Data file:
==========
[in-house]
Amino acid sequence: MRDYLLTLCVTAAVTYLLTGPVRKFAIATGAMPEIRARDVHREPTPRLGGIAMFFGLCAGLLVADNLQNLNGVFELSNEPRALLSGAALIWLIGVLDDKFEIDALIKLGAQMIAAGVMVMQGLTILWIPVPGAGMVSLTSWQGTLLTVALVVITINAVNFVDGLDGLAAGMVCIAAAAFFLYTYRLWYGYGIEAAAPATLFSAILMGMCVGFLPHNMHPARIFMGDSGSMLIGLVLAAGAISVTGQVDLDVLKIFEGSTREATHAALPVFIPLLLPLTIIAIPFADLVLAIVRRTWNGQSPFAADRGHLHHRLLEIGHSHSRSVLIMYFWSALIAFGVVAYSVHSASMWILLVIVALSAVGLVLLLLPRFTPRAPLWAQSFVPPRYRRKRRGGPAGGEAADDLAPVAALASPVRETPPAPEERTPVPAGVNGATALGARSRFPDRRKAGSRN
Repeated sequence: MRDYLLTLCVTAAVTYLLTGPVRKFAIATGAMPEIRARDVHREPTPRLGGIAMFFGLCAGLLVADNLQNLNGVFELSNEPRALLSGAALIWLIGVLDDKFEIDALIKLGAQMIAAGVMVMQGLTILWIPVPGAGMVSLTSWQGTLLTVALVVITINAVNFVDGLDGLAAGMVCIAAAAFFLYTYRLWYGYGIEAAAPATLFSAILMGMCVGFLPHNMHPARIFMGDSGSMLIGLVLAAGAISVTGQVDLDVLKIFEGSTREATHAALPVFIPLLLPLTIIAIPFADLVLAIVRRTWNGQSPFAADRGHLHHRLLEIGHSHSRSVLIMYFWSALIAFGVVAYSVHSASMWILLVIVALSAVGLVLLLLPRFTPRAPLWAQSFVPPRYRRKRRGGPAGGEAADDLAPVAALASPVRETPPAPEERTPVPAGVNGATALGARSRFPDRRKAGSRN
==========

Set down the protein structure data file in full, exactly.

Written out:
[in-house]
Amino acid sequence: MRDYLLTLCVTAAVTYLLTGPVRKFAIATGAMPEIRARDVHREPTPRLGGIAMFFGLCAGLLVADNLQNLNGVFELSNEPRALLSGAALIWLIGVLDDKFEIDALIKLGAQMIAAGVMVMQGLTILWIPVPGAGMVSLTSWQGTLLTVALVVITINAVNFVDGLDGLAAGMVCIAAAAFFLYTYRLWYGYGIEAAAPATLFSAILMGMCVGFLPHNMHPARIFMGDSGSMLIGLVLAAGAISVTGQVDLDVLKIFEGSTREATHAALPVFIPLLLPLTIIAIPFADLVLAIVRRTWNGQSPFAADRGHLHHRLLEIGHSHSRSVLIMYFWSALIAFGVVAYSVHSASMWILLVIVALSAVGLVLLLLPRFTPRAPLWAQSFVPPRYRRKRRGGPAGGEAADDLAPVAALASPVRETPPAPEERTPVPAGVNGATALGARSRFPDRRKAGSRN
Repeated sequence: MRDYLLTLCVTAAVTYLLTGPVRKFAIATGAMPEIRARDVHREPTPRLGGIAMFFGLCAGLLVADNLQNLNGVFELSNEPRALLSGAALIWLIGVLDDKFEIDALIKLGAQMIAAGVMVMQGLTILWIPVPGAGMVSLTSWQGTLLTVALVVITINAVNFVDGLDGLAAGMVCIAAAAFFLYTYRLWYGYGIEAAAPATLFSAILMGMCVGFLPHNMHPARIFMGDSGSMLIGLVLAAGAISVTGQVDLDVLKIFEGSTREATHAALPVFIPLLLPLTIIAIPFADLVLAIVRRTWNGQSPFAADRGHLHHRLLEIGHSHSRSVLIMYFWSALIAFGVVAYSVHSASMWILLVIVALSAVGLVLLLLPRFTPRAPLWAQSFVPPRYRRKRRGGPAGGEAADDLAPVAALASPVRETPPAPEERTPVPAGVNGATALGARSRFPDRRKAGSRN